Legislation has been introduced in the U.S. Senate that would give states the power to require collection of sales taxes on internet purchases. Missouri’s junior member of that chamber is part of a bi-partisan group of Senators that is co-sponsoring the bill supporters are calling the “Marketplace Fairness Act.”
Senator Roy Blunt says he has long believed that internet sales should be subject to sales taxes, calling it is a fairness issue. He says so-called “brick and mortar” businesses should not be at a disadvantage to internet counterparts who can sell products at prices that are several percent lower to consumers.
Blunt says such taxes are actually due anyway. Buyers are obligated to pay sales tax to the state on purchases made online, but almost no one does. Many individuals are not aware that they are expected to pay so-called “use taxes” on those transactions. The Supreme Court has ruled that businesses do not have to collect sales tax when shipping out of state due to the complications involved. The ruling did leave room for Congress to create new rules on the matter.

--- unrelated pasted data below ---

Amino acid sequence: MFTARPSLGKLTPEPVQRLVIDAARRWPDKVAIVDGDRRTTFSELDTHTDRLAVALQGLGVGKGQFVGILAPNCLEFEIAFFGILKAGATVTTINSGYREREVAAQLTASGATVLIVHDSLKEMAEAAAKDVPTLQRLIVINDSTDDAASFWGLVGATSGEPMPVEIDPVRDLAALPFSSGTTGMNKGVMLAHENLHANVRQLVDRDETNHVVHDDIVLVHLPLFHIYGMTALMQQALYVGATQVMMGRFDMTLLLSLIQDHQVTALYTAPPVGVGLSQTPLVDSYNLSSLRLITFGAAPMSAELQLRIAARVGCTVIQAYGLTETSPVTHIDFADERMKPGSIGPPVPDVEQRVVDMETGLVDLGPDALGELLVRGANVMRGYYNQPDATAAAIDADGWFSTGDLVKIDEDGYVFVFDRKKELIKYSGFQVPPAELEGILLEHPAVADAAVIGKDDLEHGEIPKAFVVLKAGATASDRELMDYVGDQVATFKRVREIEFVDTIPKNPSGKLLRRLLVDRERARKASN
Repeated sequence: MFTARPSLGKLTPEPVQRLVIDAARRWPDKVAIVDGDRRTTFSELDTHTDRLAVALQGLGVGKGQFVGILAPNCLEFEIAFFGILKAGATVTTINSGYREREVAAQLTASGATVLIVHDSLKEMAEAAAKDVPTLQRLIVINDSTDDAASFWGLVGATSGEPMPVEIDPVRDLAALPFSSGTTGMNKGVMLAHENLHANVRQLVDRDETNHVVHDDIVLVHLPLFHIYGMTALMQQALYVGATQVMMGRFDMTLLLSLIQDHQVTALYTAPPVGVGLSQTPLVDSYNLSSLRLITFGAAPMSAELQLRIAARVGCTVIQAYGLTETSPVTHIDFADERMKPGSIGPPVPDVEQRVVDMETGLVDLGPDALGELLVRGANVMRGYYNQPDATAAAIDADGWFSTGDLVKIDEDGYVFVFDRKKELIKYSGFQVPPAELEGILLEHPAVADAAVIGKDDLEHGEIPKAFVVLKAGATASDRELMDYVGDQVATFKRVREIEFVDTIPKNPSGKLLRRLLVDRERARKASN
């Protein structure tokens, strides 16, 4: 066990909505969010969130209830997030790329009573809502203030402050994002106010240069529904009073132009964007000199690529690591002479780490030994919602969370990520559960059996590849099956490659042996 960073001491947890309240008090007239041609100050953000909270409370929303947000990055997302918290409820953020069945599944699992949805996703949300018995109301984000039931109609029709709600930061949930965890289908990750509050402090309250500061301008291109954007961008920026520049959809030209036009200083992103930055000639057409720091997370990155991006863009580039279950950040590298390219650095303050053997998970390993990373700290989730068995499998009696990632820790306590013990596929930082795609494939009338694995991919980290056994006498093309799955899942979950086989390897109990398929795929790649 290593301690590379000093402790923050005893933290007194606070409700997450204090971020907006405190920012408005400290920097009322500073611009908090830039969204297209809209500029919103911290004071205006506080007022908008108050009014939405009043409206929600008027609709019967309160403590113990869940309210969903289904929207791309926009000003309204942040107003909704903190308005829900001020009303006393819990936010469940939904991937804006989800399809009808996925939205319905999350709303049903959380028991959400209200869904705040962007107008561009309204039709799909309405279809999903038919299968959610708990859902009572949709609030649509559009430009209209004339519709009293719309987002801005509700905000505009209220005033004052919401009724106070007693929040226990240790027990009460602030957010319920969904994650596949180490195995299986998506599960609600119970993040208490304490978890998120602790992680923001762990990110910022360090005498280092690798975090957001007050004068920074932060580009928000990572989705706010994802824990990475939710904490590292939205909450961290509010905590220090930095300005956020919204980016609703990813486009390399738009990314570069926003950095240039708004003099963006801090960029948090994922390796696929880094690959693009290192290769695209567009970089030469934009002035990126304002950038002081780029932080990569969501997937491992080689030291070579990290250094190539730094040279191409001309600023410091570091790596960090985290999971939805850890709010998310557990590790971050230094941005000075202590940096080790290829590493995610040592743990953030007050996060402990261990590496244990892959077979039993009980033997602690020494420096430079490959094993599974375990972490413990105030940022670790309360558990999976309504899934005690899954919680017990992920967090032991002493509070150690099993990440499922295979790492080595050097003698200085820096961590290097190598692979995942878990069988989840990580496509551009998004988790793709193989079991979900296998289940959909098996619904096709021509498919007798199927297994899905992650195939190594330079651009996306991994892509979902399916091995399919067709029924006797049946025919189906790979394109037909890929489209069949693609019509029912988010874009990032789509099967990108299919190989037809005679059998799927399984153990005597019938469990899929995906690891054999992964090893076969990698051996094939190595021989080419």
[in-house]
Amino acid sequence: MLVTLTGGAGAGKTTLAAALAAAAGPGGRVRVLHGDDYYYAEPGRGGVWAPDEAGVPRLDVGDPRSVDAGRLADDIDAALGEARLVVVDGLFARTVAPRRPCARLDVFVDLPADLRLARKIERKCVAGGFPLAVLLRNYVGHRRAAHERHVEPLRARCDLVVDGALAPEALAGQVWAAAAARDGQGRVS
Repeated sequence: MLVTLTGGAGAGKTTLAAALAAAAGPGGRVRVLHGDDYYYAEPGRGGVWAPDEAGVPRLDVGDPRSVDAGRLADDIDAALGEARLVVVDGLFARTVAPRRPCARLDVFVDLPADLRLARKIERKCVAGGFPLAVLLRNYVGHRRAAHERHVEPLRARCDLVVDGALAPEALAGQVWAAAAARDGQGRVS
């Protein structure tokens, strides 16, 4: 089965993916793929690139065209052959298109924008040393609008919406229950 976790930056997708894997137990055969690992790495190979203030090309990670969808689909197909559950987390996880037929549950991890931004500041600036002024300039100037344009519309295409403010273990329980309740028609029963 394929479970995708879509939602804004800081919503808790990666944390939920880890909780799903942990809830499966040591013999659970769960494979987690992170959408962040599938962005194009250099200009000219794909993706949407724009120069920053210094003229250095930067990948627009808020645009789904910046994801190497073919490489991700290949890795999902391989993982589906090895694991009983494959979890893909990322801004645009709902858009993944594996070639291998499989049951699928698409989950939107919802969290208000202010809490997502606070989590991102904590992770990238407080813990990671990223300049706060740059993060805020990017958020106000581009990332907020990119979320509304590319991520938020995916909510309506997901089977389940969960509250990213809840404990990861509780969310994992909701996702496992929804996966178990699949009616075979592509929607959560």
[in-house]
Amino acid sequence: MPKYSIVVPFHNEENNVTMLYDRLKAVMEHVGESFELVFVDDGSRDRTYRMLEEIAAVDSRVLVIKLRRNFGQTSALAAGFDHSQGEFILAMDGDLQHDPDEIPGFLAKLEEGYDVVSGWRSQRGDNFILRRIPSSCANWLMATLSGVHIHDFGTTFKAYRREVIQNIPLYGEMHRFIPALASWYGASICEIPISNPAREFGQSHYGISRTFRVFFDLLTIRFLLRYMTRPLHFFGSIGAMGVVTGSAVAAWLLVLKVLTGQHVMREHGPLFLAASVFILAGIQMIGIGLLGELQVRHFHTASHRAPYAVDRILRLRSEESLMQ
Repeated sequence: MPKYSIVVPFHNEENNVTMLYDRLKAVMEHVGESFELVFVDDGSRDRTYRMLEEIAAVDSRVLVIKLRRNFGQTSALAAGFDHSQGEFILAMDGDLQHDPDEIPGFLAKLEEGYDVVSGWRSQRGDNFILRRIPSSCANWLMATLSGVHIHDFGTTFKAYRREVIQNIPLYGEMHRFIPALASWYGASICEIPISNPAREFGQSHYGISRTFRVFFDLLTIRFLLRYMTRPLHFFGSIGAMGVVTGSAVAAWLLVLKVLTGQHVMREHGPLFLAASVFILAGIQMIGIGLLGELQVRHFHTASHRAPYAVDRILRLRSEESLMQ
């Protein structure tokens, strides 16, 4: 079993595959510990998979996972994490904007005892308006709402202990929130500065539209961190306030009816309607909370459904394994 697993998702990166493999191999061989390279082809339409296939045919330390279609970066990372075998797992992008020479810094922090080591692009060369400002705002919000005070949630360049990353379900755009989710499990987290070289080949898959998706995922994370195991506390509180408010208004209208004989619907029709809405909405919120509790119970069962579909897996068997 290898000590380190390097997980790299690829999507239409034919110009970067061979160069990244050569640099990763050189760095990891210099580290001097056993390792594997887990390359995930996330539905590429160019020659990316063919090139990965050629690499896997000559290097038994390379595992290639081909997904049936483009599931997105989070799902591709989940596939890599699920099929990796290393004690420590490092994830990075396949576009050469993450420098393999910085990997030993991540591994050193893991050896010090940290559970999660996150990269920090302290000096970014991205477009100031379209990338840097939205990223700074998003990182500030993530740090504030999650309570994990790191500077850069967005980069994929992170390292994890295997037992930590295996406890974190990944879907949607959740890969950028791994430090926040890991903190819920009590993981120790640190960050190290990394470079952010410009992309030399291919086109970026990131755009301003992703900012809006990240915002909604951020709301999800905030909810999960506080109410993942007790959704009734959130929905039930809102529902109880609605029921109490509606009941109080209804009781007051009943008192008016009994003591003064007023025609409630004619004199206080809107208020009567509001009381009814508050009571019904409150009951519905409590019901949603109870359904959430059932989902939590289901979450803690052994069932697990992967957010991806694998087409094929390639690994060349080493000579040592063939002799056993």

With the capabilities of current technology, Blunt thinks a system could be created to make such collections possible. He says of a given address, “…it’s not that hard to come up with a computer program that knows all of the sales tax entities for that address…that’s one way to do it.”
He says another way would be for states to sign on to the Streamline Sales and Use Tax Agreement, part of an effort which sought to reduce the differences between the sales tax policies and practices of states. 44 states are a part of that agreement, though Missouri is not one of them.
The proposal itself would not create a tax. It does include an exemption for businesses that conduct less than $500,000 of internet sales annually.